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Today is Easter Sunday, and I am gathering the last of my assignments together for the impending hand-ins that will sever me from university, forever.

Sort of forever, anyway. I am still figuring out my plans for next year, but with any luck I will be starting an MA in Creative Writing or Publishing in a few months time. It definitely won’t be at Winchester though. Like most of my friends before me, I am leaving my home-town, and I don’t know if I’ll ever live here again.

Am I sad that an era is ending? Yes, and no. Call me cheesy if you will, but I do believe that we live our lives in chapters – every one must have closure. If there was ever a time to dust the soil from my roots and plant myself elsewhere, this is it. 

I’ve still got a long way to go before I can say I’m a successful, independent woman, but reflecting on my younger self, I see I have come a long way in the past three years.

One of my final assignments is a personal reflection, and writing it I realise that I came to university with a novel, and a bag of hopes and dreams, most of which I discarded along the way. I made friends, lost most of them, and got a ‘proper’ job. I met my first boyfriend, had my first break-up, and travelled in search of myself, only to realise that most answers can be found close to home. I discovered what I want from life, and mapped the road to get it. In short, I realised growing up takes experience, and that sometimes these experiences aren’t what you choose.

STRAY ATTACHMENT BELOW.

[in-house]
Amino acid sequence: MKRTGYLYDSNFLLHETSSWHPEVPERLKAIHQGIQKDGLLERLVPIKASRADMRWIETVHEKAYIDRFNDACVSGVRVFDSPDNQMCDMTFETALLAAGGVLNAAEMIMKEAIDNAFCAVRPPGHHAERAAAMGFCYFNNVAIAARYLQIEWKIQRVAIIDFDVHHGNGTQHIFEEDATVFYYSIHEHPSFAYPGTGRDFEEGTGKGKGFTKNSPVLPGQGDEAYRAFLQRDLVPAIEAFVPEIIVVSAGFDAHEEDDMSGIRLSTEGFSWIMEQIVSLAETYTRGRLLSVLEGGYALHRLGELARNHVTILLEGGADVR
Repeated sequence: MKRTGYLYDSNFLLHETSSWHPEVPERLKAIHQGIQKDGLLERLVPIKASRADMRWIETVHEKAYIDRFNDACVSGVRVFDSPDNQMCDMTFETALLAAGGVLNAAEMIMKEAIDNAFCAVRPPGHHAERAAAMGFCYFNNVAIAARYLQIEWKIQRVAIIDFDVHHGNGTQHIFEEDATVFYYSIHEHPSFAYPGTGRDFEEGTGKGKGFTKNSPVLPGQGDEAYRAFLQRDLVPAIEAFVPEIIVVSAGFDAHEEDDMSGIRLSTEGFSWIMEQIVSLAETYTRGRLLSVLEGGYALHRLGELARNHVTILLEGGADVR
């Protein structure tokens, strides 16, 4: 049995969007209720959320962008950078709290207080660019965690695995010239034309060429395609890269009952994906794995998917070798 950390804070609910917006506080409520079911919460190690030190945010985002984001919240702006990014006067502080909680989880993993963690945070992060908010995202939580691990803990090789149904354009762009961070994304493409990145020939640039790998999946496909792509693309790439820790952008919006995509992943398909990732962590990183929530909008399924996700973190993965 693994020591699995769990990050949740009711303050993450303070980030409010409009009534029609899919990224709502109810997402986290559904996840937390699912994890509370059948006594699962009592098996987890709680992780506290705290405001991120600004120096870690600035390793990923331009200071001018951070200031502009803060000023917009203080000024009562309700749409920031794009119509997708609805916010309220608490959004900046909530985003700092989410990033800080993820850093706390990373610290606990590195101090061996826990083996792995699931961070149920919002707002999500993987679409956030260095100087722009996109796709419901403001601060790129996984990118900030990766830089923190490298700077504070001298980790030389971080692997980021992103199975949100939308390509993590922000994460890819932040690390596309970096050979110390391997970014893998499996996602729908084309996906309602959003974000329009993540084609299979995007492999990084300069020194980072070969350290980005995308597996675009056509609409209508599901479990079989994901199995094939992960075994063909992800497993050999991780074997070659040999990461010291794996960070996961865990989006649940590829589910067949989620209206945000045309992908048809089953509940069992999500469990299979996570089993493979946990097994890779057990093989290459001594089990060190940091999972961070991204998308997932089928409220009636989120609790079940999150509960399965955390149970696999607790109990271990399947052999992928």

The summer is almost here. My last student summer, and the plan is work, work, work. Redraft the novel, rake in the cash from two jobs and save it. Come autumn, I’ll be going, packing the last three years into the luggage rack of my memory and stepping forth into the world. This is the end, but will I forget Winchester? 

The morning sun makes shadows in West Hill Cemetery, and the frost retreats up towards the angel at the top fence. The aches fade away after a few weeks tackling the incline up to the top of Stanmore. When it rains, the old cobbles in the streets gleam gold by night, and sometimes the High Street is quiet enough to invite ghosts, including your own.

Of course I won’t.

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